On the 28th January 1986, the NASA Space Shuttle orbiter Challenger broke apart 73 seconds after it lifted off from the Kennedy Space Centre in Florida. All seven members of crew were killed, which led to NASA suspending all space shuttle missions for over two and a half years.

The Challenger mission had three key objectives. Firstly, it was to deploy a satellite that was part of a system that enables NASA and other US government agencies to communicate. Secondly, they were to deploy the SPARTAN-203 satellite to observe Haley’s Comet. Finally, on board Challenger was the first teacher from the Teacher in Space Project – a program implemented by President Ronald Regan which would see teachers delivering lessons from orbit.

The night before the launch had seen temperatures drop below freezing. Ice had formed on the launch tower and on the shuttle itself that led to Rockwell, the contractor that built the shuttle, to express concerns. Furthermore, the company that provided the O-rings that sealed joints on the Solid Rocket Boosters used at launch only had enough test data to guarantee them working properly down to temperatures of 53 °F (12 °C). On the morning of the launch temperatures were 29 °F (−1.7 °C), which was way below the tested safe temperature for the component.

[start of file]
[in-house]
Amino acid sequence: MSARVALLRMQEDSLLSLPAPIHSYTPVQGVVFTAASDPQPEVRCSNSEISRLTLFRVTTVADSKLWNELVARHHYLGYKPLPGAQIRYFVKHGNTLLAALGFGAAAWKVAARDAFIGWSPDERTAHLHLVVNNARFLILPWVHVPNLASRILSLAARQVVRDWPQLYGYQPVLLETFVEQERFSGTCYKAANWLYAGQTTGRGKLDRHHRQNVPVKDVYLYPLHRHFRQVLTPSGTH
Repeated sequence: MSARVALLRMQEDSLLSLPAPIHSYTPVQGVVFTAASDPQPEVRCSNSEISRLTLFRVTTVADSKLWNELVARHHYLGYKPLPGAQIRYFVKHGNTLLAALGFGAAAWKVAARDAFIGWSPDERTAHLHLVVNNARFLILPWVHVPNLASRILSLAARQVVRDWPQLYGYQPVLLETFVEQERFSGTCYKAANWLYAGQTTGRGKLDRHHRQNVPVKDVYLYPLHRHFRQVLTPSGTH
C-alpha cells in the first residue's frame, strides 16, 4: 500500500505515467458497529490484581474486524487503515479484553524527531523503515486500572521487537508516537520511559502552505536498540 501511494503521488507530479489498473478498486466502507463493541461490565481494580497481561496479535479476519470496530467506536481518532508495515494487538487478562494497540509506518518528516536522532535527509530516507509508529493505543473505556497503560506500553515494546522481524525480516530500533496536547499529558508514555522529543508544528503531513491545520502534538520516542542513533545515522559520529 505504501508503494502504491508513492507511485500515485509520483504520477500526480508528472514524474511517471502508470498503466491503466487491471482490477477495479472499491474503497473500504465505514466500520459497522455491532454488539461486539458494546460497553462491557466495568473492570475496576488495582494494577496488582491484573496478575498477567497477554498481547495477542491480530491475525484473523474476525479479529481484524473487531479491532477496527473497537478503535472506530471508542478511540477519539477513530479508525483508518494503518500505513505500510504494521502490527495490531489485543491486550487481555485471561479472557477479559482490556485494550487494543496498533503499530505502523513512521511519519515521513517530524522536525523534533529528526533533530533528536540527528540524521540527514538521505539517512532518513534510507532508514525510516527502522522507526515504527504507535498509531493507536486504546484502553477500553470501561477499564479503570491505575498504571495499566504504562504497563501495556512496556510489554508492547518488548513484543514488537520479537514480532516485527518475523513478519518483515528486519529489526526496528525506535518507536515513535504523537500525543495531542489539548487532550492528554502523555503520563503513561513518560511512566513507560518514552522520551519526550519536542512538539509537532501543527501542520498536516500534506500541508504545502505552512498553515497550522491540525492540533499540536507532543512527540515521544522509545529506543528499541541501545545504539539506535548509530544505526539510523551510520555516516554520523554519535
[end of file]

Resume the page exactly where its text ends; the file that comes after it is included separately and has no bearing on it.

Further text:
At 11.39am the Challenger lifted off, and 73 seconds later the shuttle began to disintegrate following a huge fireball. The crew compartment was finally found on the ocean floor six weeks later. An investigation determined that the disaster happened due to two of the O-rings failing due to the low temperatures during the launch.

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© Scott Allsop